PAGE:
Tags

, , , ,

I hardly need to spell out the quotation because its last word is enough for most people to remember the statement in full : “The ways of the Lord are impenetrable”.  The meaningless mantra, which is not even biblical, is used and abused to wind up accounts of some stunning or “miraculous” event, which leaves the believer overwhelmed by something that defies understanding even its purpose.  The event may have been tragic, resulting in a reinforcement of resignation (“ours not to reason why”) or, on the contrary, extraordinarily good news, reinforcing belief in a God who continues to surprise by His power and goodness.  One way or another it recalls for us how incapable we are of grasping the Transcendent.  It cuts us down to size, as we remind ourselves of the puniness of our minds compared with God’s infinite intelligence.

A clever ploy, actually.  It stops further discussion with a statement of rock-solid faith that can neither be shaken nor questioned.  It is also a cop-out, a refusal to put into question a given fantastic phenomenon, purported to be true, which, because unexplained, like the “miracles” supposedly resulting from divine or Marian random selection in curing lucky winners in the Lourdes lottery, is presumed to be unexplainable.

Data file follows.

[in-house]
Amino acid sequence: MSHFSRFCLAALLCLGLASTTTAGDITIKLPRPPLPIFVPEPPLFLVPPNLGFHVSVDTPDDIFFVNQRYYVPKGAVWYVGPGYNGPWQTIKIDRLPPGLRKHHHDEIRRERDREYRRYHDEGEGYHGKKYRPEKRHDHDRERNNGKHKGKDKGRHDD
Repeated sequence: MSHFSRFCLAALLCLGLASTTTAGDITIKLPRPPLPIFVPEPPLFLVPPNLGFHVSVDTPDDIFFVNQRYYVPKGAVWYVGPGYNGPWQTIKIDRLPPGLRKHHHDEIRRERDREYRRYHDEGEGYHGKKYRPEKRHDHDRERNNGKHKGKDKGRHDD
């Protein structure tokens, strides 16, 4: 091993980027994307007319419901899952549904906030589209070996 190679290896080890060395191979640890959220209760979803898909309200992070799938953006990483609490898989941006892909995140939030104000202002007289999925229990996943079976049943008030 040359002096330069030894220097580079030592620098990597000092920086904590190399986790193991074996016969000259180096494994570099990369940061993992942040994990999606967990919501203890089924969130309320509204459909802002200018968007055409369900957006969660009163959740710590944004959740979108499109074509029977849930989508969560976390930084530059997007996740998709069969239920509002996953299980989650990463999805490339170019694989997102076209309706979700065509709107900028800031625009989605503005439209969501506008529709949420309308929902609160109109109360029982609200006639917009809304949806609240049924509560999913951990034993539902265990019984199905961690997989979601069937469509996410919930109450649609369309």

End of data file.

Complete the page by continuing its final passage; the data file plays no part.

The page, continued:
Belief in miracles is a main-stay for many people’s faith.  Some “miracles” make a certain amount of sense, at least as dramatic elements in fictional, biblical sagas like the Exodus and the parting of the Red Sea to save the Chosen People from their Egyptian slave-masters, or as touching stories of Jesus’ compassion in healing the sick.  Others, like the Sun (not the Earth ?) standing still at Fatima, are not only incredible but just plain ridiculous.  That 8th century story about bits of Christic flesh appearing on the eucharistic wafer after the everyday “miracle” of transubstantiation, however, wins the Oscar for brain-numbing absurdity.  It is particularly worthy of attention, not only because some believers today including at least one reader of this blog, still actually believe it happened, but because it reveals a pathetic credulity in a God whose ways are not only impenetrable but literally lunatic.  Why, for chrissake,  would God want to reinforce a uniquely Catholic superstition that bread really becomes the Body of Christ, when anything but a symbolic understanding (itself weird, to say the least) inevitably leads to the accusation of divinely sanctioned cannibalism ?  It is – be it said in passing – a blatant rhetorical gambit to expect seriously that anyone in his right mind would waste his time “investigating” the “authenticity” of such rubbish.  Roswell, UFOs perhaps, but not mini-Jesus burgers.

Not only are the ways of the Lord impenetrable.  The blind gullibility of fanatical believers is something rational people can never hope to understand.

                                                  RIDENDA   RELIGIO

 

 

Advertisements